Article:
Choices, heartbreak, chances, regrets, secrets, failing to live up, or be enough. From motherhood, strong bonds of friendship, and self, which carries you through the most turbulent times. Does your life experiences define you? Guarding your heart, putting up walls. A perfect example of how people can judge, when they do not know the individual person’s road traveled. Not all people want the same things.
I listened to the audio version and Dorothy Dillingham Bluedelivered an outstanding performance. Some of her sex scenes were hilarious, and found myself laughing out loud while running errands.
Entertaining and absorbing, a look at sexuality and struggles of women in this era; nice research. An exploration into the intricacies and emotions of friendship, society, and family pressures. From two extremes: Motherhood the traditional way, and the bold society rebellious roaring 50’s.
Looking forward to reading more from the author! I enjoyed reading about the inspiration (River Oaks) behind After the Party. I am always intrigued, further enhancing the overall reader experience. I must be on a kick, reading historic fiction of the glamour years- My third in a row!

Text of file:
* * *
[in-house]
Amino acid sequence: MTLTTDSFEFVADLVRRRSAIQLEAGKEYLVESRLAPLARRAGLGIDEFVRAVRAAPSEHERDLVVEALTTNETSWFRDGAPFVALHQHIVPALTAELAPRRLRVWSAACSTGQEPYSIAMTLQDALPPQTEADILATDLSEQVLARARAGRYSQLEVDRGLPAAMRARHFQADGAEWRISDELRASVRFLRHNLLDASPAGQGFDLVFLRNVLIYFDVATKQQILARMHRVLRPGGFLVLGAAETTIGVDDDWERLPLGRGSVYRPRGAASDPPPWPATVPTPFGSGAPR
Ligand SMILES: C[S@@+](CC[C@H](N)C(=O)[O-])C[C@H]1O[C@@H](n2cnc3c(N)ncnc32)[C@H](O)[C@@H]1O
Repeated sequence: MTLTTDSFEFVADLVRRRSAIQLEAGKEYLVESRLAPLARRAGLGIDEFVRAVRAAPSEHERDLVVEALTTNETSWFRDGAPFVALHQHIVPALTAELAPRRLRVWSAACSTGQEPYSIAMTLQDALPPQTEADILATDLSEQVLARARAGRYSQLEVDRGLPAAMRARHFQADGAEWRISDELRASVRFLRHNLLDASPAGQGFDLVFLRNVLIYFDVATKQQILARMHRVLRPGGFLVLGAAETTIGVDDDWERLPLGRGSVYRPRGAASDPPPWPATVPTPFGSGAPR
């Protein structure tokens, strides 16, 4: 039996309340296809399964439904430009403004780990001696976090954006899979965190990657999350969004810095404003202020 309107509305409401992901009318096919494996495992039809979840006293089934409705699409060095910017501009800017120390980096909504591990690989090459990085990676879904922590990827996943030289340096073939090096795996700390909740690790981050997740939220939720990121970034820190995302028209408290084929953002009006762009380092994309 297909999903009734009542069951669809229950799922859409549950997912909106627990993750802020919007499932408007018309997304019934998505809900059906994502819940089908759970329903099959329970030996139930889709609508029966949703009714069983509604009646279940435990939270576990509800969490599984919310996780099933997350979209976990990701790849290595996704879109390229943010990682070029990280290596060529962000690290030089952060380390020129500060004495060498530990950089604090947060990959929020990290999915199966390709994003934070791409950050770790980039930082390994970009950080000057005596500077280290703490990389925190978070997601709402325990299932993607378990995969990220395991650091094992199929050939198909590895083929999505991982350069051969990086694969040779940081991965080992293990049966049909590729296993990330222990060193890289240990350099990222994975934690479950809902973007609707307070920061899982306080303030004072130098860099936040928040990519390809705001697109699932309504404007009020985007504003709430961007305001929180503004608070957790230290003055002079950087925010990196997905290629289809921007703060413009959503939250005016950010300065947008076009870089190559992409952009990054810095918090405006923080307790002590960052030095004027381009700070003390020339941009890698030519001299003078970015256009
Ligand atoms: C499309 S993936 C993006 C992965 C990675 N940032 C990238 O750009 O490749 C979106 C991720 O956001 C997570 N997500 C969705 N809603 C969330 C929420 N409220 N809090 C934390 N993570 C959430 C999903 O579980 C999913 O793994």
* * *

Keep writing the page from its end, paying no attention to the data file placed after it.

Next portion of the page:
I've just read Stitches by David Small in one sitting. I'm not saying this to brag about my reading speed but more to express how engrossing I found his art and writing. Stitches is a memoir which focuses on an event which no one should ever have had to experience. First, there's the disturbing picture of his home life and the interaction of his parents with him and with one another (and his brother). One might argue that the silence endured in his home was a result of culture at that time (it was the 1950s). However, life is hardly ever so simply explained. (If you are looking to diversify your reading experience to encompass mental illness then you should check out this book.) The entire book is without color. To me, this was a powerful choice that illustrates quite aptly how David saw his life as monochromatic and without vibrancy. Some of the pages have no dialogue whatsoever and I think some of those are the most compelling. A feeling of helplessness and fear is evoked. And to think that David Small didn't see anything particularly interesting in his life story and this book almost didn't get written... Born with poor sinuses to a scientist father it made perfect sense that David would be subjected to the 'latest' innovations in science: the x-ray. This was before it was known that repeated exposure to radiation to that degree on a child that young...you can probably guess what happened. However, communication was so poor in their household that David was ignorant of what was really going on. The name of the book denotes some of the consequences of the actions made by his parents but until you have truly read the book from cover to cover and looked at the emotive images...it's powerful stuff. This is a well-written, beautifully illustrated book that is definitely worth a shot.